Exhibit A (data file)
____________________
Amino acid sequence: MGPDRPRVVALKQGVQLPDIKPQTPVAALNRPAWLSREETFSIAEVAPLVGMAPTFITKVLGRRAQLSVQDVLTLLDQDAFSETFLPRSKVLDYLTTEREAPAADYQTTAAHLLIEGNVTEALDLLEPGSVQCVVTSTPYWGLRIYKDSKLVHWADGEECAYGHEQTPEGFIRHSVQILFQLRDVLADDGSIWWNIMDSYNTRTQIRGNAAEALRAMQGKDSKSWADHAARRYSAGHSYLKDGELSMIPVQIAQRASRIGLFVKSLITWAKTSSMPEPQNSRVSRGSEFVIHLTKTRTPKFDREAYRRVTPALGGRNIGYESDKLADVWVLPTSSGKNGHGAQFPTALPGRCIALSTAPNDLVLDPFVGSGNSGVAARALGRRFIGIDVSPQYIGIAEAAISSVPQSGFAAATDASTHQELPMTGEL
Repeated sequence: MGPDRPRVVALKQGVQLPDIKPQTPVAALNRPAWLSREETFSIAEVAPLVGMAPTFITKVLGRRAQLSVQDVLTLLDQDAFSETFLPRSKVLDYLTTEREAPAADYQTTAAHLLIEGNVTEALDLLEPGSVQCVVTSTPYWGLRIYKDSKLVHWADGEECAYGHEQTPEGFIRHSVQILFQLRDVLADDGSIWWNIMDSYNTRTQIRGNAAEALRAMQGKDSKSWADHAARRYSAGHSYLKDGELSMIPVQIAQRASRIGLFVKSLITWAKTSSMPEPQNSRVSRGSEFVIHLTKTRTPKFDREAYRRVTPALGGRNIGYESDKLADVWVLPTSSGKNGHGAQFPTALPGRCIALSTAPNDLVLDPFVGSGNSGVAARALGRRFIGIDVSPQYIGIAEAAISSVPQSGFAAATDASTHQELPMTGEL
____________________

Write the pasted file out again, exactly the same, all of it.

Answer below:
Amino acid sequence: MGPDRPRVVALKQGVQLPDIKPQTPVAALNRPAWLSREETFSIAEVAPLVGMAPTFITKVLGRRAQLSVQDVLTLLDQDAFSETFLPRSKVLDYLTTEREAPAADYQTTAAHLLIEGNVTEALDLLEPGSVQCVVTSTPYWGLRIYKDSKLVHWADGEECAYGHEQTPEGFIRHSVQILFQLRDVLADDGSIWWNIMDSYNTRTQIRGNAAEALRAMQGKDSKSWADHAARRYSAGHSYLKDGELSMIPVQIAQRASRIGLFVKSLITWAKTSSMPEPQNSRVSRGSEFVIHLTKTRTPKFDREAYRRVTPALGGRNIGYESDKLADVWVLPTSSGKNGHGAQFPTALPGRCIALSTAPNDLVLDPFVGSGNSGVAARALGRRFIGIDVSPQYIGIAEAAISSVPQSGFAAATDASTHQELPMTGEL
Repeated sequence: MGPDRPRVVALKQGVQLPDIKPQTPVAALNRPAWLSREETFSIAEVAPLVGMAPTFITKVLGRRAQLSVQDVLTLLDQDAFSETFLPRSKVLDYLTTEREAPAADYQTTAAHLLIEGNVTEALDLLEPGSVQCVVTSTPYWGLRIYKDSKLVHWADGEECAYGHEQTPEGFIRHSVQILFQLRDVLADDGSIWWNIMDSYNTRTQIRGNAAEALRAMQGKDSKSWADHAARRYSAGHSYLKDGELSMIPVQIAQRASRIGLFVKSLITWAKTSSMPEPQNSRVSRGSEFVIHLTKTRTPKFDREAYRRVTPALGGRNIGYESDKLADVWVLPTSSGKNGHGAQFPTALPGRCIALSTAPNDLVLDPFVGSGNSGVAARALGRRFIGIDVSPQYIGIAEAAISSVPQSGFAAATDASTHQELPMTGEL